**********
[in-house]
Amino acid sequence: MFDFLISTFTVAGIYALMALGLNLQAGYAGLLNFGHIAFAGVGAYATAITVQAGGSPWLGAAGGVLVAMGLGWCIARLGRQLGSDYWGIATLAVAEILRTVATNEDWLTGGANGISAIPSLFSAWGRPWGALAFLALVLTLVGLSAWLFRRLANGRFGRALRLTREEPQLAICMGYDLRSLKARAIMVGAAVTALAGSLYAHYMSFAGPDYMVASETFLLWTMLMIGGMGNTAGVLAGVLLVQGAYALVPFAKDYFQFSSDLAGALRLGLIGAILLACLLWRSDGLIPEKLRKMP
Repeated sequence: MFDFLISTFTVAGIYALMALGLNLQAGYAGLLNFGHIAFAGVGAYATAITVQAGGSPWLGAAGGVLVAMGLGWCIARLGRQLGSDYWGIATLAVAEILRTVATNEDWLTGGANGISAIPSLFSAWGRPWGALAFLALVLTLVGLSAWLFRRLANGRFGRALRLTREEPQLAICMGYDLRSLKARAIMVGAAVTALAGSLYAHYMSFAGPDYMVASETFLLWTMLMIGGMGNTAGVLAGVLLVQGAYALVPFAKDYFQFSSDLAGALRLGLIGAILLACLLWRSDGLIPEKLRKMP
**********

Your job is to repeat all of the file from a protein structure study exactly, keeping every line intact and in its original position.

[in-house]
Amino acid sequence: MFDFLISTFTVAGIYALMALGLNLQAGYAGLLNFGHIAFAGVGAYATAITVQAGGSPWLGAAGGVLVAMGLGWCIARLGRQLGSDYWGIATLAVAEILRTVATNEDWLTGGANGISAIPSLFSAWGRPWGALAFLALVLTLVGLSAWLFRRLANGRFGRALRLTREEPQLAICMGYDLRSLKARAIMVGAAVTALAGSLYAHYMSFAGPDYMVASETFLLWTMLMIGGMGNTAGVLAGVLLVQGAYALVPFAKDYFQFSSDLAGALRLGLIGAILLACLLWRSDGLIPEKLRKMP
Repeated sequence: MFDFLISTFTVAGIYALMALGLNLQAGYAGLLNFGHIAFAGVGAYATAITVQAGGSPWLGAAGGVLVAMGLGWCIARLGRQLGSDYWGIATLAVAEILRTVATNEDWLTGGANGISAIPSLFSAWGRPWGALAFLALVLTLVGLSAWLFRRLANGRFGRALRLTREEPQLAICMGYDLRSLKARAIMVGAAVTALAGSLYAHYMSFAGPDYMVASETFLLWTMLMIGGMGNTAGVLAGVLLVQGAYALVPFAKDYFQFSSDLAGALRLGLIGAILLACLLWRSDGLIPEKLRKMP